‘Really bad place’: People in Edmonton’s Chinatown sad, scared after deaths

Terry Dell has been living on the streets of central Edmonton for a few months now, and he’s scared.

“This is crazy. It’s bad around here. This is a really, really bad place to be,” Dell told CTV News Edmonton Friday.

“I try to avoid confrontation with anybody. It’s probably in your best interest to keep your mouth shut and keep away from people. There’s a lot of scary people out here.”

The issue of crime in the core reached a boiling point on Thursday when the police chief revealed a series of violent events, including two deaths, and called the situation an “immediate crisis.”

Chinatown business owner Phong Luu could barely control his grief and anger when he spoke to reporters.

“We lost two good men, how many more do we have to lose before you actually give some faith and some help to this community?” he asked.

“I am irate. There’s going to be more (deaths). You have people coming here, doing their dirty deeds, and when they go on their high, you can’t control them. If the police can’t protect us, we’re going to protect ourselves…we have no choice!”

Chief Dale McFee is now rushing a plan to divert officers downtown.

“We can’t wait. This will start next week,” he told police commissioners at City Hall, while apologizing that other areas of the city will have fewer resources, at least in the short term.

McFee and Mayor Amarjeet Sohi met with members of the Chinatown community Thursday night after news of the suspicious deaths spread.

“This was a ruthless, brutal event,” Sohi told CTV News Edmonton Friday.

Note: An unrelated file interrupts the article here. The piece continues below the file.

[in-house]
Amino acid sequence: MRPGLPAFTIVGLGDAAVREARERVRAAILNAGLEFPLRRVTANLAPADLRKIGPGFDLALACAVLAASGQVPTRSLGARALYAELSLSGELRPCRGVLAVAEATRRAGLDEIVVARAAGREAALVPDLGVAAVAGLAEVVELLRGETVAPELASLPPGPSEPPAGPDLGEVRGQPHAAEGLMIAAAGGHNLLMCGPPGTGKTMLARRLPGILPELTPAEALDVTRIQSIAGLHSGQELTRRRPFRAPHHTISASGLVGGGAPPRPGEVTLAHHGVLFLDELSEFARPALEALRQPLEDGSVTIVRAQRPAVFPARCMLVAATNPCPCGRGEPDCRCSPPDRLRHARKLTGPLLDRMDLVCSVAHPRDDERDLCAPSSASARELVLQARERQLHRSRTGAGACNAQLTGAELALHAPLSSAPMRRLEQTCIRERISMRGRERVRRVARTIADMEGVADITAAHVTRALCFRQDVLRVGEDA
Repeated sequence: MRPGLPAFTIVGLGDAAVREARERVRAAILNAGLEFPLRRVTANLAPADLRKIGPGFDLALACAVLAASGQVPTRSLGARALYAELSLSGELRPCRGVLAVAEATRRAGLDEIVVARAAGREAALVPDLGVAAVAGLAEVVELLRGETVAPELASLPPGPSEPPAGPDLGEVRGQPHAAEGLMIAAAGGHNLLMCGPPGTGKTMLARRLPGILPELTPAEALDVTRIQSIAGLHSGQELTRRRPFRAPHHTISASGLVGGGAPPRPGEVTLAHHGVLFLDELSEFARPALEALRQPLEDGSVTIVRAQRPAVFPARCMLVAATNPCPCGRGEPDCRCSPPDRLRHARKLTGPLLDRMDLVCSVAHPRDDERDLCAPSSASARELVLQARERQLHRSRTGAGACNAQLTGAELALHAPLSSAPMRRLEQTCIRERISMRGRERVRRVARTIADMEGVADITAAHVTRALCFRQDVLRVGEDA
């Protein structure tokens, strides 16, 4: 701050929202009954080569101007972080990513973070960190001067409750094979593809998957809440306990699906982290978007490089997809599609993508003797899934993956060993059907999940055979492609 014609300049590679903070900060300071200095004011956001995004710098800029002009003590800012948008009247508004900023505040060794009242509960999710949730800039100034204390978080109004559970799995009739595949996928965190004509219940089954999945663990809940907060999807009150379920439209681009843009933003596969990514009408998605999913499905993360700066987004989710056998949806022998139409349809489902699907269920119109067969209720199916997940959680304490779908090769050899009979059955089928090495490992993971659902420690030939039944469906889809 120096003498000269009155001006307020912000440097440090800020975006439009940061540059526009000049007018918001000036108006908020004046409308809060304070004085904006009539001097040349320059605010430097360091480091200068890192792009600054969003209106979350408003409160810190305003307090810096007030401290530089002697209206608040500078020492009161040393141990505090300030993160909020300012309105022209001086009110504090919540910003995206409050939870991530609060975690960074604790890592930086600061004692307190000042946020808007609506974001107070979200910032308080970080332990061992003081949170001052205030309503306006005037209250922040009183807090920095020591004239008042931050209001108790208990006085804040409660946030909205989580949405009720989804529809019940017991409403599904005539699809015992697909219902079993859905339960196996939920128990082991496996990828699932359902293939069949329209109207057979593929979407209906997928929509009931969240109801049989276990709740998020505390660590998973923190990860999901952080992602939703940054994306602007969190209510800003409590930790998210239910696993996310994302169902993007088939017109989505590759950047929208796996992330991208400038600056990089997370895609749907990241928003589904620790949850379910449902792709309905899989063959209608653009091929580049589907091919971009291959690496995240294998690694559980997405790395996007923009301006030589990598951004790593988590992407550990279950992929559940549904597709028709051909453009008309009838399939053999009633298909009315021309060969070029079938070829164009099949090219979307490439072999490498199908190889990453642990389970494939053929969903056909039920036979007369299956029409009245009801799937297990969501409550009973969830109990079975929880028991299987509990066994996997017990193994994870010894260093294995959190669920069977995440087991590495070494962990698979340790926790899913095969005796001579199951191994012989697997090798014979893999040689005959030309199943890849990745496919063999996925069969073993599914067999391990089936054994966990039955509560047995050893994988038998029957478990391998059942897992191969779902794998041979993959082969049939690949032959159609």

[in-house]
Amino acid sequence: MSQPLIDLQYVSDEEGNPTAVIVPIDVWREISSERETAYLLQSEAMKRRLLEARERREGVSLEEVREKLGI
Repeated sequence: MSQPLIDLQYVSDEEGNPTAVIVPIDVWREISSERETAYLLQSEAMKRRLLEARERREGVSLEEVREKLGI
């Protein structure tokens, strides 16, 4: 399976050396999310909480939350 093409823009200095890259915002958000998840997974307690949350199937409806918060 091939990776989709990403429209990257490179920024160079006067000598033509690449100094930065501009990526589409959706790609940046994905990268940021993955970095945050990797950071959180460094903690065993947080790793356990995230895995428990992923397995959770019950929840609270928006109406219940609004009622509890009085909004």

“I will continue to engage with the community to find solutions, but this is absolutely heartbreaking.”

Sohi said he was “puzzled” when he heard that the number of beat officers downtown and in Chinatown has decreased in recent years, but said he was “happy” with McFee’s plan to ramp up resources in those areas.

He also said city council is trying to address the “root causes” of crime, and he will continue to pressure the province for help on that. He listed addictions recovery, supervised consumption sites and permanent supportive housing as initiatives he’s working on.


“Finally, maybe we’ll get things heard, but I don’t know. We have to see the action,” said Sandy Pon, who was in the meeting with Sohi and McFee.

Sandy Pon speaks about crime and violence in Chinatown on May 20, 2022 (Matt Marshall/CTV News Edmonton).

Pon co-founded the Chinatown Transformation Collaborative Society and sits on the board of the Chinese Benevolent Association.

She also knew both of the people who were killed.

“It is very sad it culminated to this point, with two murders done by a person on a rampage.”

Pon said her community’s immediate focus is supporting the families, but they also want more officers in Chinatown, and have been asking for that for “many, many years.”

“It’s very important to have boots on the ground,” she said.

Pon believes the concentration of social service agencies around the northern edge of downtown is making Chinatown a more dangerous place to be.

“We have 82 agencies now in the area, plus two consumption sites…Decentralization of some of these services may be the answer. This way it takes some of the focus off of the criminal minds who are looking in the area and trying to victimize individuals,” she suggested.

Terry Dell speaks about what it’s like on the streets of central Edmonton on May 20, 2022 (Matt Marshall/CTV News Edmonton).

As for Dell, he explained that he fell on hard times after his wife died of cancer. He’s been approved for a place to live, and hopes to move in soon.

He believes social agencies are trying hard, and pointed out that many living on the streets are good people surrounded by some “bad people.” He’s not sure if more police can solve the problems.

“I wouldn’t know the first way to try to fix it. I’m pretty sure it’s an impossible task,” a frustrated Dell said.

With files from CTV News Edmonton’s Amanda Anderson

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